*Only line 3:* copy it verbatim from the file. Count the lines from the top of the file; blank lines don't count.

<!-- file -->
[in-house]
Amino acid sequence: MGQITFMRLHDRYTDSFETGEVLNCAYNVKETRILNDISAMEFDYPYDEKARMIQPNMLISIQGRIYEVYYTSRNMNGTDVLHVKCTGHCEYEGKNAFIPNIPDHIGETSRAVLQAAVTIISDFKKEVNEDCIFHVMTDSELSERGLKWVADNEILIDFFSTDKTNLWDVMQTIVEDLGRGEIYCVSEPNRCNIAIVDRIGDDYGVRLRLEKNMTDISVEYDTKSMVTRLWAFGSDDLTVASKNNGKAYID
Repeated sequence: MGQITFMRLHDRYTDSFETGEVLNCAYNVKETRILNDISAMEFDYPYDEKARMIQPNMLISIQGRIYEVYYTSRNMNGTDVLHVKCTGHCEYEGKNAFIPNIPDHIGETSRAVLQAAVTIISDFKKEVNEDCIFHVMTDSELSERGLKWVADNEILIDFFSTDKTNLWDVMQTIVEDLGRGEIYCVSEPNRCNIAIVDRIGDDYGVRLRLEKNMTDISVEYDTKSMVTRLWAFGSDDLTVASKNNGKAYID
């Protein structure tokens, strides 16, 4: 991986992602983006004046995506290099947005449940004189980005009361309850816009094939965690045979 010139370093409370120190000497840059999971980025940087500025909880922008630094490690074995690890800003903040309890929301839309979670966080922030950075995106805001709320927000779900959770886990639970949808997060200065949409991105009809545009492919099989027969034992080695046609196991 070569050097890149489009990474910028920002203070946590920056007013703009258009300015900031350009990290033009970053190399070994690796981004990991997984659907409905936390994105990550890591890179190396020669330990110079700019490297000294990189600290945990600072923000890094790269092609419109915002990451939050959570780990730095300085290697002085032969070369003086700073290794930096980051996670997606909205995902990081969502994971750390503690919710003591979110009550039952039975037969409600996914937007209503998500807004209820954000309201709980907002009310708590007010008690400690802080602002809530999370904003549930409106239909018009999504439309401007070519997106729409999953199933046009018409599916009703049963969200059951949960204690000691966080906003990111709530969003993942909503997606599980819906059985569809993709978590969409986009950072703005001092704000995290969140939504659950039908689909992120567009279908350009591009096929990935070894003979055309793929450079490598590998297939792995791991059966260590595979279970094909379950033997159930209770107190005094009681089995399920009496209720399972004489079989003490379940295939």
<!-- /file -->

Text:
Repeated sequence: MGQITFMRLHDRYTDSFETGEVLNCAYNVKETRILNDISAMEFDYPYDEKARMIQPNMLISIQGRIYEVYYTSRNMNGTDVLHVKCTGHCEYEGKNAFIPNIPDHIGETSRAVLQAAVTIISDFKKEVNEDCIFHVMTDSELSERGLKWVADNEILIDFFSTDKTNLWDVMQTIVEDLGRGEIYCVSEPNRCNIAIVDRIGDDYGVRLRLEKNMTDISVEYDTKSMVTRLWAFGSDDLTVASKNNGKAYID